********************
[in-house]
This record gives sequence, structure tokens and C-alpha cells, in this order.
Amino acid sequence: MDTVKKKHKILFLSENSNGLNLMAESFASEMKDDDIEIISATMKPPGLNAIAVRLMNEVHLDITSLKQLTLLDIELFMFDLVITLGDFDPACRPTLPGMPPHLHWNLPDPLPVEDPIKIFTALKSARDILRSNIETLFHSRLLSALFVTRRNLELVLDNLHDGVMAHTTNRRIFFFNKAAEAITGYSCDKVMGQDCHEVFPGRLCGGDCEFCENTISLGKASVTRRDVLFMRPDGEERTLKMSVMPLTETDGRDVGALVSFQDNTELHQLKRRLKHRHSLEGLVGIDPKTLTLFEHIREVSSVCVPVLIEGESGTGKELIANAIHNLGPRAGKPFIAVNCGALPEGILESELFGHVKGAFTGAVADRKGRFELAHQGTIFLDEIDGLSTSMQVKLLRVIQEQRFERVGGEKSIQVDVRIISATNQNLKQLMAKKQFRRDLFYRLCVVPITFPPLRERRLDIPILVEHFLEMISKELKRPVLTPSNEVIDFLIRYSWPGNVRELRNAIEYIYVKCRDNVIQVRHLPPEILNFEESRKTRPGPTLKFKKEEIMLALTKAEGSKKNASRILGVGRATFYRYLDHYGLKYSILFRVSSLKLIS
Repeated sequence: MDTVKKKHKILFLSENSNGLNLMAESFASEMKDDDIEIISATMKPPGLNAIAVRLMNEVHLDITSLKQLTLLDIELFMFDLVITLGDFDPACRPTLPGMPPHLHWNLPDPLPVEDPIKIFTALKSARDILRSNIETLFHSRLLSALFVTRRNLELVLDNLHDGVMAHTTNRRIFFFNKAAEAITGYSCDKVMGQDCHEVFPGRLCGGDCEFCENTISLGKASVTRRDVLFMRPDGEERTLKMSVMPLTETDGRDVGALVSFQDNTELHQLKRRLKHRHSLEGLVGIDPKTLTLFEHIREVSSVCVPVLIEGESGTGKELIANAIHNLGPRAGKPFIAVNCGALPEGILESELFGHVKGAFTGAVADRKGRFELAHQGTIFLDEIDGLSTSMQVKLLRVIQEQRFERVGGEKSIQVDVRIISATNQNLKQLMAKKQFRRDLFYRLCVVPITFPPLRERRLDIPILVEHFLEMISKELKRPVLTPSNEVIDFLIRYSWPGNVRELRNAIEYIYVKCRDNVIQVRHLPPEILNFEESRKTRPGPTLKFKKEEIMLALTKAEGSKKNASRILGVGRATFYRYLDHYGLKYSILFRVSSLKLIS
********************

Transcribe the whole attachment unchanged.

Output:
[in-house]
This record gives sequence, structure tokens and C-alpha cells, in this order.
Amino acid sequence: MDTVKKKHKILFLSENSNGLNLMAESFASEMKDDDIEIISATMKPPGLNAIAVRLMNEVHLDITSLKQLTLLDIELFMFDLVITLGDFDPACRPTLPGMPPHLHWNLPDPLPVEDPIKIFTALKSARDILRSNIETLFHSRLLSALFVTRRNLELVLDNLHDGVMAHTTNRRIFFFNKAAEAITGYSCDKVMGQDCHEVFPGRLCGGDCEFCENTISLGKASVTRRDVLFMRPDGEERTLKMSVMPLTETDGRDVGALVSFQDNTELHQLKRRLKHRHSLEGLVGIDPKTLTLFEHIREVSSVCVPVLIEGESGTGKELIANAIHNLGPRAGKPFIAVNCGALPEGILESELFGHVKGAFTGAVADRKGRFELAHQGTIFLDEIDGLSTSMQVKLLRVIQEQRFERVGGEKSIQVDVRIISATNQNLKQLMAKKQFRRDLFYRLCVVPITFPPLRERRLDIPILVEHFLEMISKELKRPVLTPSNEVIDFLIRYSWPGNVRELRNAIEYIYVKCRDNVIQVRHLPPEILNFEESRKTRPGPTLKFKKEEIMLALTKAEGSKKNASRILGVGRATFYRYLDHYGLKYSILFRVSSLKLIS
Repeated sequence: MDTVKKKHKILFLSENSNGLNLMAESFASEMKDDDIEIISATMKPPGLNAIAVRLMNEVHLDITSLKQLTLLDIELFMFDLVITLGDFDPACRPTLPGMPPHLHWNLPDPLPVEDPIKIFTALKSARDILRSNIETLFHSRLLSALFVTRRNLELVLDNLHDGVMAHTTNRRIFFFNKAAEAITGYSCDKVMGQDCHEVFPGRLCGGDCEFCENTISLGKASVTRRDVLFMRPDGEERTLKMSVMPLTETDGRDVGALVSFQDNTELHQLKRRLKHRHSLEGLVGIDPKTLTLFEHIREVSSVCVPVLIEGESGTGKELIANAIHNLGPRAGKPFIAVNCGALPEGILESELFGHVKGAFTGAVADRKGRFELAHQGTIFLDEIDGLSTSMQVKLLRVIQEQRFERVGGEKSIQVDVRIISATNQNLKQLMAKKQFRRDLFYRLCVVPITFPPLRERRLDIPILVEHFLEMISKELKRPVLTPSNEVIDFLIRYSWPGNVRELRNAIEYIYVKCRDNVIQVRHLPPEILNFEESRKTRPGPTLKFKKEEIMLALTKAEGSKKNASRILGVGRATFYRYLDHYGLKYSILFRVSSLKLIS